Perl::Critic::Policy::ErrorHandling::RequireCarping - Use functions from Carp instead of warn or die.


This Policy is part of the core Perl::Critic distribution.


The die and warn functions both report the file and line number where the exception occurred. But if someone else is using your subroutine, they usually don't care where your code blew up. Instead, they want to know where their code invoked the subroutine. The Carp module provides alternative methods that report the exception from the caller's file and line number.

By default, this policy will not complain about die or warn, if it can determine that the message will always result in a terminal newline. Since perl suppresses file names and line numbers in this situation, it is assumed that no stack traces are desired either and none of the Carp functions are necessary.

    die "oops" if $explosion;             #not ok
    warn "Where? Where?!" if $tiger;      #not ok

    open my $mouth, '<', 'food'
        or die 'of starvation';           #not ok

    if (! $dentist_appointment) {
        warn "You have bad breath!\n";    #ok

    die "$clock not set.\n" if $no_time;  #ok

    my $message = "$clock not set.\n";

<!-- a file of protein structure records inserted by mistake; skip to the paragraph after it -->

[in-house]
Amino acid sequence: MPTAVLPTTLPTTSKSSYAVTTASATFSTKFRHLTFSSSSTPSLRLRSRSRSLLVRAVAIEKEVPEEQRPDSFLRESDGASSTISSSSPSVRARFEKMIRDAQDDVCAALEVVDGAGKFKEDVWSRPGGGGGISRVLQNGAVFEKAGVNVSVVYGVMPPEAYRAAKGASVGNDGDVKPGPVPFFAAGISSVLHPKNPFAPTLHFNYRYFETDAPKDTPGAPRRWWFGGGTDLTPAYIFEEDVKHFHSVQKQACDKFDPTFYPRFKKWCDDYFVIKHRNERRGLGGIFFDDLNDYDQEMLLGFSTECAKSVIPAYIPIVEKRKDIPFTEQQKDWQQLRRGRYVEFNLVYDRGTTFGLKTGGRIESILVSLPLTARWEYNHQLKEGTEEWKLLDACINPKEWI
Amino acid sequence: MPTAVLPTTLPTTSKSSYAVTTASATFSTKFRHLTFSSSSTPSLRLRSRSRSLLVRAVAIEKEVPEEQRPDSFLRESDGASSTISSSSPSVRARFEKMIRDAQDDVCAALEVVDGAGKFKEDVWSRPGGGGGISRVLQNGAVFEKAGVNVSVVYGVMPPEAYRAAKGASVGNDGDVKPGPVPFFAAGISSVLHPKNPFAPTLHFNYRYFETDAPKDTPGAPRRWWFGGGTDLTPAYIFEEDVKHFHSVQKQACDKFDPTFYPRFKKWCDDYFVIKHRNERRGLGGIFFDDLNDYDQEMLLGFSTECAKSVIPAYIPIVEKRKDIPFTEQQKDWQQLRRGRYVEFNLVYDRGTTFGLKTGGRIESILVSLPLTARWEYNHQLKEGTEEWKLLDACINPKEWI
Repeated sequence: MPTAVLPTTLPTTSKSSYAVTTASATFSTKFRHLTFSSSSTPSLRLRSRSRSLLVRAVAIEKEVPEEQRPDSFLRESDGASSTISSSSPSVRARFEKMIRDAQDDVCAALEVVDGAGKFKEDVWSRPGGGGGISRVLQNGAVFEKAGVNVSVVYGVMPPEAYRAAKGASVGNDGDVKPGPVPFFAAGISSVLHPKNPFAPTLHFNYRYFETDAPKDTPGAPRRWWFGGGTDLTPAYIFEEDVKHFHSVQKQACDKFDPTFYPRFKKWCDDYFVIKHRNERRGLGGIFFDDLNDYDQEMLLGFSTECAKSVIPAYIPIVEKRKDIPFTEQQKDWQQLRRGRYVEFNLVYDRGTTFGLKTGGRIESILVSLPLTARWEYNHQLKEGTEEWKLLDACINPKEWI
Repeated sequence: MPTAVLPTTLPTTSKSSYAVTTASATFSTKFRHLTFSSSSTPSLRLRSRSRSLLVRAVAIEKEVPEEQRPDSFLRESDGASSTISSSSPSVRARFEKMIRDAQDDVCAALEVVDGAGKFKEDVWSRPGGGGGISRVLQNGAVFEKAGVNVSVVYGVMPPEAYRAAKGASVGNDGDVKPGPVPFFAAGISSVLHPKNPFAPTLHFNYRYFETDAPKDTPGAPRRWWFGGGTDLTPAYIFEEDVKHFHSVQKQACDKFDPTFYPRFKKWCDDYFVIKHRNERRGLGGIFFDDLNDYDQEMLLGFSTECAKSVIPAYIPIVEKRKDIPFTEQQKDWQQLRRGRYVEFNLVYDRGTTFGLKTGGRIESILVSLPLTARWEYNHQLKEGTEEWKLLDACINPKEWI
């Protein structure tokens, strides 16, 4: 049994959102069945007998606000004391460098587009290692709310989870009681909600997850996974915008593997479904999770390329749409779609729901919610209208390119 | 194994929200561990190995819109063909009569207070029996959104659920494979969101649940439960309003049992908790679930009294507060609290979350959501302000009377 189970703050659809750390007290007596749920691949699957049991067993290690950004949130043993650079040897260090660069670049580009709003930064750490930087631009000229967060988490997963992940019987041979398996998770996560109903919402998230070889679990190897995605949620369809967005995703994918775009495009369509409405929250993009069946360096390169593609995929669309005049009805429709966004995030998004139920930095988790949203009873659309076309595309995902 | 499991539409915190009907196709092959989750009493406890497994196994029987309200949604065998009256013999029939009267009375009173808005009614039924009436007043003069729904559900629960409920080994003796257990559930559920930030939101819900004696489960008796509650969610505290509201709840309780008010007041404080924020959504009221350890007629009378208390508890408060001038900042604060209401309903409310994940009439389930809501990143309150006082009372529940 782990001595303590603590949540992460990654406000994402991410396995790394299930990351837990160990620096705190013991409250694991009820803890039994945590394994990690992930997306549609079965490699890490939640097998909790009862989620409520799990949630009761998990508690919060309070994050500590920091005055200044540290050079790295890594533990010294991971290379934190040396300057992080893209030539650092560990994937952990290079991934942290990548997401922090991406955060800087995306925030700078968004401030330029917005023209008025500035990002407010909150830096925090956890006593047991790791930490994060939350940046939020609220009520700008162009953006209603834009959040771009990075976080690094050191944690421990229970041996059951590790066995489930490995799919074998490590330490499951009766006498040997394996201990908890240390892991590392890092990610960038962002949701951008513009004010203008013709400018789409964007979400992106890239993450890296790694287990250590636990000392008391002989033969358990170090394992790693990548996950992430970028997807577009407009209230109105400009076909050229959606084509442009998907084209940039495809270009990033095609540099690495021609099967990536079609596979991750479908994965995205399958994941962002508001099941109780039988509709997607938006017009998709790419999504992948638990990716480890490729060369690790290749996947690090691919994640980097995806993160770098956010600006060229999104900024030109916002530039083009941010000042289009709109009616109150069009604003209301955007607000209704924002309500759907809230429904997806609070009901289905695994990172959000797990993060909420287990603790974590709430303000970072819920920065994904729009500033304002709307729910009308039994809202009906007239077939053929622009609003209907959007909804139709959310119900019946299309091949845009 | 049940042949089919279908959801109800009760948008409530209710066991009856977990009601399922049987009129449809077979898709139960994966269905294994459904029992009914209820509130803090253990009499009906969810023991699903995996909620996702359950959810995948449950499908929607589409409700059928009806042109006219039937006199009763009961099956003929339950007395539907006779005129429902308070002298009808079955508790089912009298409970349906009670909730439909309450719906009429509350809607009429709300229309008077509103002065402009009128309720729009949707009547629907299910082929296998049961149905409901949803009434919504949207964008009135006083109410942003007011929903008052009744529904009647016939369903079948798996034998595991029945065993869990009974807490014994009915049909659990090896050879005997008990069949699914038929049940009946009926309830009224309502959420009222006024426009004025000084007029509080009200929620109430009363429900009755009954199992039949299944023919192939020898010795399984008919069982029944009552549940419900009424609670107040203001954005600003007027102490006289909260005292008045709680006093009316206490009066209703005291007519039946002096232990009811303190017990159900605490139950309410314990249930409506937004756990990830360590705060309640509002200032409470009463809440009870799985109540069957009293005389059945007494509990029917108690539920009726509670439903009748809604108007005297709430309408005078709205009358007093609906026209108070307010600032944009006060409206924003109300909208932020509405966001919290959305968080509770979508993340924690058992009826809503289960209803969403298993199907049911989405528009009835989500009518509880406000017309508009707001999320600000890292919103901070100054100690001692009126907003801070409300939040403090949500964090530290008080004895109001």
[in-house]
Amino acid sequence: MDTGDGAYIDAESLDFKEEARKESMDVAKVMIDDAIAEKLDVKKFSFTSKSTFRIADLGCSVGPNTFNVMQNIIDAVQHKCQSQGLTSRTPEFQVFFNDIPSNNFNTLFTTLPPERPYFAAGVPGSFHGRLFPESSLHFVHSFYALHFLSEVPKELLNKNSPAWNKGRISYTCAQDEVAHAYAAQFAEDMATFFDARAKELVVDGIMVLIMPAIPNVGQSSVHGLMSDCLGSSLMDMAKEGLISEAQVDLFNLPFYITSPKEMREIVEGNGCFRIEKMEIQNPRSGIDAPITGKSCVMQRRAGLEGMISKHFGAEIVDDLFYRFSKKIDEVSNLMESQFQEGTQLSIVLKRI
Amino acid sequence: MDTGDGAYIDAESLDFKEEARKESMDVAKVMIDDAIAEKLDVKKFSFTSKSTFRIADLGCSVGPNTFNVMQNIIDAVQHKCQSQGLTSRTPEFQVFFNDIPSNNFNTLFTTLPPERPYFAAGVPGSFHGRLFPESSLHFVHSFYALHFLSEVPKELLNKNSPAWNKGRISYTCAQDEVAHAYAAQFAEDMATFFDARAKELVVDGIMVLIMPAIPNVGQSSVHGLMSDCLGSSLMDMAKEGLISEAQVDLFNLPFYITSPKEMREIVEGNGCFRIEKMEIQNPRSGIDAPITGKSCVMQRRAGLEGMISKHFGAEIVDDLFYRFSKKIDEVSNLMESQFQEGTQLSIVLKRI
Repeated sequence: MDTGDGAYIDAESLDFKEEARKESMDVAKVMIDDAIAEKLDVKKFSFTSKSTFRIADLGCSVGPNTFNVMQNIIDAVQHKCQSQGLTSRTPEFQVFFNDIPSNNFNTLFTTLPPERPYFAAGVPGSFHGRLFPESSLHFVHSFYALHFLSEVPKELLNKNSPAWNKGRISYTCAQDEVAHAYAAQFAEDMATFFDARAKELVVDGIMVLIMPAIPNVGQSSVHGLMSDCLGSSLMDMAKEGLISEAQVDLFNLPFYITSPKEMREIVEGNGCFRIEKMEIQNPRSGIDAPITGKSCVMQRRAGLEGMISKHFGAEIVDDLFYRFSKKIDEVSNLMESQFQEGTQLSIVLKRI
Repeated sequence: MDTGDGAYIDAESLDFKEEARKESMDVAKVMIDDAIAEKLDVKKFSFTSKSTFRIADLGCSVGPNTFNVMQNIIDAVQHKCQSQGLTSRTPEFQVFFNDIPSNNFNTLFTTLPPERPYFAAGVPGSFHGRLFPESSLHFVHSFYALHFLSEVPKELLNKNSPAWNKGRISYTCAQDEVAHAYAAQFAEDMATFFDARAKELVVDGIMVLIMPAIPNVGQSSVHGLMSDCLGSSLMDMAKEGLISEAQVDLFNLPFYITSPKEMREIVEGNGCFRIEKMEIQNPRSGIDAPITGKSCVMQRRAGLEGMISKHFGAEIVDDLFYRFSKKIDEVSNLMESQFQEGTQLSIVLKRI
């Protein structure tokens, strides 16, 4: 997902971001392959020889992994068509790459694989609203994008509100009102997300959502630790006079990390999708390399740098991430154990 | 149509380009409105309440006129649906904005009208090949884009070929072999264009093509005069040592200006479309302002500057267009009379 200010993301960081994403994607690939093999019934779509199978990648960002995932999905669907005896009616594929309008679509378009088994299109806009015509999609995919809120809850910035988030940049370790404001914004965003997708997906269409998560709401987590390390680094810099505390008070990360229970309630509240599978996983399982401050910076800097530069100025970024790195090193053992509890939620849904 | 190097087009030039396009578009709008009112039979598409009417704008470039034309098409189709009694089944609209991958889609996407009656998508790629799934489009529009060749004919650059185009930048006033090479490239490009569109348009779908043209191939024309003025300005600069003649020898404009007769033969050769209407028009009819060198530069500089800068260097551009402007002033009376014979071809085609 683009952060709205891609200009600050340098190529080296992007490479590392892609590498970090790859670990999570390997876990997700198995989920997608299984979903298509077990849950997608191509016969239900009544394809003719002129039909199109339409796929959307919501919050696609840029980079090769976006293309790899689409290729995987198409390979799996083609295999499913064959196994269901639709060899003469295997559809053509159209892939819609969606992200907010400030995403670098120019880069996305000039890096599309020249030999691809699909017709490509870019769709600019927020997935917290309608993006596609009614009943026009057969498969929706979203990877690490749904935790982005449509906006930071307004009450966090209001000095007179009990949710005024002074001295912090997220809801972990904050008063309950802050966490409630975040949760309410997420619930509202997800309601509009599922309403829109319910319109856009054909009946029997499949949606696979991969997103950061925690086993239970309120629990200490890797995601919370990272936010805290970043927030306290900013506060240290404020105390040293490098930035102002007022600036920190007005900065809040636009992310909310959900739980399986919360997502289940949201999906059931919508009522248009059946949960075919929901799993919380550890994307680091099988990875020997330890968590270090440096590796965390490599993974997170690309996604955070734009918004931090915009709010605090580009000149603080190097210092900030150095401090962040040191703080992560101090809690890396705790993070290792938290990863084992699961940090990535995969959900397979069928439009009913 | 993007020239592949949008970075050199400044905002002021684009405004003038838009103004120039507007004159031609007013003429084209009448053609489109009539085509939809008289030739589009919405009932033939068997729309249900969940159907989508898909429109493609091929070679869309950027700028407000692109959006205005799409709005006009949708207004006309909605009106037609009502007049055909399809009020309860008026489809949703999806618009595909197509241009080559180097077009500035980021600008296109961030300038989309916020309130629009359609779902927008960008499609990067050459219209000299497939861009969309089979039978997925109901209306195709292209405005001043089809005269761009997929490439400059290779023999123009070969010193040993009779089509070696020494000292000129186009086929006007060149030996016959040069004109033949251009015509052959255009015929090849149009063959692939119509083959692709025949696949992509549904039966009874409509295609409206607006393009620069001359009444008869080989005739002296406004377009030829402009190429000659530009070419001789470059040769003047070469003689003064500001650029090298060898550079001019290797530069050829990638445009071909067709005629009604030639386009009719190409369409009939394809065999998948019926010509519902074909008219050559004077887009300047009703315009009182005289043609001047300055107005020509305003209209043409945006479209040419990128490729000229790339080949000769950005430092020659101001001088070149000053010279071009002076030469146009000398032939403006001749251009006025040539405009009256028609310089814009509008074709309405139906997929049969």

die $message if $no_time;             #not ok, not obvious


By default, this policy allows uses of die and warn ending in an explicit newline. If you give this policy an allow_messages_ending_with_newlines option in your .perlcriticrc with a false value, then this policy will prohibit such uses.

    allow_messages_ending_with_newlines = 0

If you give this policy an allow_in_main_unless_in_subroutine option in your .perlcriticrc with a true value, then this policy will allow die and warn in name space main:: unless they appear in a subroutine, even if they do not end in an explicit newline.

    allow_in_main_unless_in_subroutine = 1


Should allow die when it is obvious that the "message" is a reference.




Jeffrey Ryan Thalhammer <>


Copyright (c) 2005-2023 Imaginative Software Systems. All rights reserved.

This program is free software; you can redistribute it and/or modify it under the same terms as Perl itself. The full text of this license can be found in the LICENSE file included with this module.